East: MSU, Michigan, Ohio State, Penn State, Indiana, Rutgers, Maryland
West: Minnesota, Wisconsin, Nebraska, Iowa, Illinois, Northwestern, Purdue
(via Land-Grant Holy Land. You could have switched MSU and Purdue and it would look fine)
The conference will go to nine B1G games in 2016, meaning MSU will have to drop one of Alabama, Notre Dame, Eastern Michigan or Furman off the schedule. Notre Dame would actually fit better to drop than Alabama, because East teams will have five conference home games in even-numbered years. We'll see where that goes.
Over a four-year period, every team will play every other team in the conference. That's nice.
These comments from Jim Delany were interesting.
Asked Jim Delany about moving Michigan State to west vs. Purdue. Said MSU in their view is a 3 seed, Purdue is a 4 seed …— Rittenberg/Bennett (@ESPN_BigTen) April 28, 2013
"Moving a 3 seed over wasn't really going to be the answer to competitive balance." May have effect, depends on how teams do in next decade— Rittenberg/Bennett (@ESPN_BigTen) April 28, 2013
Over the past 15 years, MSU and Purdue are probably pretty even. But will it be that way moving forward? I tend to think no.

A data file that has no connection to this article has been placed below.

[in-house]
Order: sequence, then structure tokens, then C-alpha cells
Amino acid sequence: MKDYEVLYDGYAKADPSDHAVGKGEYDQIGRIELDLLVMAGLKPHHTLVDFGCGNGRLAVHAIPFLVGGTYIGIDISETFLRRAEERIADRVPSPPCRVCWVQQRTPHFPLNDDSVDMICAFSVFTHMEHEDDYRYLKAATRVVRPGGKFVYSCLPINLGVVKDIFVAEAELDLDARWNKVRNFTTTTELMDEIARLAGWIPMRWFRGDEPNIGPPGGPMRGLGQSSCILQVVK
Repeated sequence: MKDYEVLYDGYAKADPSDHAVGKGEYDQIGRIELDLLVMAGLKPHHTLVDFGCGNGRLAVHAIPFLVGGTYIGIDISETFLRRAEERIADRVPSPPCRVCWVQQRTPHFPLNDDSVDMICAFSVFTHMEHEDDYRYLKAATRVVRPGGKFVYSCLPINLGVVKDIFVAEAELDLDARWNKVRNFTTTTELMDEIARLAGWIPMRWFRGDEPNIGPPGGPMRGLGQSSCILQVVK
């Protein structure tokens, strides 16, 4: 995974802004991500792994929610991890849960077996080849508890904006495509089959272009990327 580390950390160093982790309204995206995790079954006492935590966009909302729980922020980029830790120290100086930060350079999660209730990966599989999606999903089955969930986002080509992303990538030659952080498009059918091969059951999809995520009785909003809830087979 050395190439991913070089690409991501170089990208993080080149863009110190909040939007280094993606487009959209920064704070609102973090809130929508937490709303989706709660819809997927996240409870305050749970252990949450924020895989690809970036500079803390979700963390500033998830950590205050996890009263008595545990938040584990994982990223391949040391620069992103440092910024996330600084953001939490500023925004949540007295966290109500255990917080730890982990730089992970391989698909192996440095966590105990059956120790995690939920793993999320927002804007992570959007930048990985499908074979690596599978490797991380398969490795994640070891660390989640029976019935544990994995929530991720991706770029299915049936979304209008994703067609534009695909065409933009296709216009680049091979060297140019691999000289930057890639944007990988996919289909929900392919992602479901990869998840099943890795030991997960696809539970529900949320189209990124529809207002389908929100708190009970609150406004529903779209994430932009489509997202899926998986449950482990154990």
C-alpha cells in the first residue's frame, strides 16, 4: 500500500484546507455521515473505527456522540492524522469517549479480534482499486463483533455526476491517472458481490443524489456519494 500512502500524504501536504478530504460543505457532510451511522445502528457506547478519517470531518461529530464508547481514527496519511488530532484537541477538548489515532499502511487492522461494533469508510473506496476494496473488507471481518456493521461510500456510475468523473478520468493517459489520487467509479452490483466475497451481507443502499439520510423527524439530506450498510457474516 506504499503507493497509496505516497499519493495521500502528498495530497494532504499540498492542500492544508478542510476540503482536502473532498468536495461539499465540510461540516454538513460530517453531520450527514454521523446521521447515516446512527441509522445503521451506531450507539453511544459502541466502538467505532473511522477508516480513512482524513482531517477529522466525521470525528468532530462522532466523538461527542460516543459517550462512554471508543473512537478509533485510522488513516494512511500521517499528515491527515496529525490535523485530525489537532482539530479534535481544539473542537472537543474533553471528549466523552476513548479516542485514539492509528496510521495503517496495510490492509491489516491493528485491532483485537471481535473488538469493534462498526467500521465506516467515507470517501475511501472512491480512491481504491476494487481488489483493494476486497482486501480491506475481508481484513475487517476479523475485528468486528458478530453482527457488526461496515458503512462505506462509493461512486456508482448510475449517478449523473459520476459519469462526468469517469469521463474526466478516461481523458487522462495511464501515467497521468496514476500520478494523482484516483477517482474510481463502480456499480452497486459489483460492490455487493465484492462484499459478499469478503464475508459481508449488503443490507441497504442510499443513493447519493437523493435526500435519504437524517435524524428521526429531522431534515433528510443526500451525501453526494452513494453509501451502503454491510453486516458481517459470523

But if MSU isn't viewed favorably by the conference, what does that say about this?
Big Ten also will use "parity-based scheduling" for initial crossover rotations. Top teams in divisions will play more, Delany said— Rittenberg/Bennett (@ESPN_BigTen) April 28, 2013
That would theoretically make MSU's cross-division slate more favorable than, say, Ohio State. Though it probably depends on how MSU does in the next few years.
So Delany’s view of B10 football must look like this: 1. OSU/Michigan 2. Nebraska/PSU 3. Wisconsin/MSU 4. Iowa/Purdue…— KJ (@KJatTOC) April 28, 2013
Anyway, we've displayed our thoughts on this before. I think the divisions are very unbalanced, and it sucks for MSU to "lose" Chicago and the Wisconsin game. But with the Red Wings moving into the East, it all fits.
If you have to join 'em, beat 'em.